Chris Jones, field biologist of the Gough Island Restoration Programme and currently on the island, has written to ACAP Latest News:

“The bird in the video clip had a small wound on its rump and abandoned the nest the following night.  We have had trail cameras on 31[Atlantic Yellow-nosed Albatross] nests on the southern slopes of Richmond [Hill], collecting hundreds of hours of footage and have only captured the one mouse attack on an adult.”

AYNA mouse wound Alexis Osborne

The wounded rump of the incubating Atlantic Yellow-nosed Albatross the following day, photograph by Dylan Seaton

With the intention to attempt to eradicate the mice on Gough next year, it is hoped that the island’s albatrosses – and other seabirds – will no longer have to face night-time attacks as videoed on the island last month.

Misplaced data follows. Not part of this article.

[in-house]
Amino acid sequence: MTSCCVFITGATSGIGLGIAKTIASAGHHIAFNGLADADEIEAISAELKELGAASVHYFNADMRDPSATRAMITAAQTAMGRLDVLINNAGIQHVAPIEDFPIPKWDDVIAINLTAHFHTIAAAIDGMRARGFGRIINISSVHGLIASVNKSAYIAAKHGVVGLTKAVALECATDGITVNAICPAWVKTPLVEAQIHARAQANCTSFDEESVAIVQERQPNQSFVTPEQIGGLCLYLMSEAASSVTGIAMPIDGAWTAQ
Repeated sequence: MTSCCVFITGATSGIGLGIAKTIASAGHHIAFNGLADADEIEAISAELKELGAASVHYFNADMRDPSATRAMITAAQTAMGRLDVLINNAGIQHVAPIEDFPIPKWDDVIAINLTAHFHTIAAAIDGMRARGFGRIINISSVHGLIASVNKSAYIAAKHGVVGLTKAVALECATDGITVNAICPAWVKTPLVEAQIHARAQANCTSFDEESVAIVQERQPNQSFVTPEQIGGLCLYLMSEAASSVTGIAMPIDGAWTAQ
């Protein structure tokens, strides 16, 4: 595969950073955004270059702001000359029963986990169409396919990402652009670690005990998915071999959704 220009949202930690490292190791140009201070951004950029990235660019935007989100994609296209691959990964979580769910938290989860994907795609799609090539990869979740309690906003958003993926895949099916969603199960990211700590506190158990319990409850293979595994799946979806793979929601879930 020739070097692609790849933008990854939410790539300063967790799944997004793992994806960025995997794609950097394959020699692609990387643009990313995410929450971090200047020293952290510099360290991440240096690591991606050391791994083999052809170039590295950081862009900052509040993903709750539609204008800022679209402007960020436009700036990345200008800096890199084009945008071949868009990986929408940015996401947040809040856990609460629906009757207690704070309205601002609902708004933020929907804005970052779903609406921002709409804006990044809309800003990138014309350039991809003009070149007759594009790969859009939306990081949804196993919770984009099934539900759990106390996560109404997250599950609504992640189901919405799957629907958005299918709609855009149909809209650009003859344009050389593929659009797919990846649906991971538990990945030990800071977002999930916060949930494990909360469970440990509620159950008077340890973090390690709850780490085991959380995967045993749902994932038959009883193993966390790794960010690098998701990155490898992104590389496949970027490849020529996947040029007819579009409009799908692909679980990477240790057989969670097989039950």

With thanks to Chris Jones, Alexis Osborne, Michelle Risi and Dylan Seaton.  The Gough Island Restoration Programme is being led by the UK’s Royal Society for the Protection of Birds, along with 12 partners.

Reference:

Jones, C.W., Risi, M.M., Cleeland, J. & Ryan, P.G. 2019. First evidence of mouse attacks on adult albatrosses and petrels breeding on sub-Antarctic Marion and Gough Islands.  Polar Biology doi.org/10.1007/s00300-018-02444-6.

John Cooper, ACAP Information Officer, 12 December 2019

UPDATE. Wisdom the Laysan Albatross, and the world’s oldest known bird, is back on Midway Atoll

UPDATE:

Wisdom Ack Nov 2019

The pair on 9 November, photograph by Emily Jankowski / USFWS

Wisdom's current mate (Akeakamai; Red G00) was seen back on Midway on 9 November, next to Wisdom (Red Z33).  It is suggested it is a bit late for an egg this season, so they may take a (deserved) gap year.